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Last Words

Just as Brahms’s codas had a summarizing function and acted as sites for the resolution of

accumulated tension in a piece, the late miniatures played the same roles, but on a much larger

scale. They were in fact ‘codas’ to his pianistic output, bringing together all aspects of his

compositional style, containing a wealth of techniques in very little space. This makes their

performance all the more challenging, as just like a masterful painting, a successful interpretation

should contain abundant detail, but never obscure the meaning of the whole. Each detail should

be articulated in such as way as to enhance the organicism and the overall beauty of the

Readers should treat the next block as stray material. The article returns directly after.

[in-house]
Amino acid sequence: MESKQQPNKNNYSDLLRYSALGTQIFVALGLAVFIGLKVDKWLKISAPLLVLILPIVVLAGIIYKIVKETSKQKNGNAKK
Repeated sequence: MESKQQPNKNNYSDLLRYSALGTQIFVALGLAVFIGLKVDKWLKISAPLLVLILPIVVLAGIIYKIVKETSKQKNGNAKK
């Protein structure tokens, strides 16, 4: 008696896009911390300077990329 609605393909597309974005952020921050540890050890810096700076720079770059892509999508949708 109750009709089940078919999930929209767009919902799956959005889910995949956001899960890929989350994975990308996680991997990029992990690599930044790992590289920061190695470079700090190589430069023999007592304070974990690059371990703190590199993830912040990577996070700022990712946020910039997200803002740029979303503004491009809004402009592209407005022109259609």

masterpiece. This may all sound very elusive, but if Brahms’s pieces are played exactly as

written, this will undoubtedly lead to an interpretation which is most faithful to the intentions of

the composer.

As concluded form the previous chapters, out of the three opuses examined, only Op. 117

stands out as being a multi-piece, whereas Op. 118 and 119 seem to be collections of miniatures,

having common traits which bring them together, but not necessarily asserting that they should be

performed as complete sets. Brahms himself seems to have picked out favourites when

performing, and there is no direct evidence that he wanted even Op. 117 to be performed as a

complete work. More important for him, was being faithful to the score and producing a

performance with varying and sensitive expression, because this is precisely what his music

contains. As Brahms once said, ‘It’s all in the music.’14

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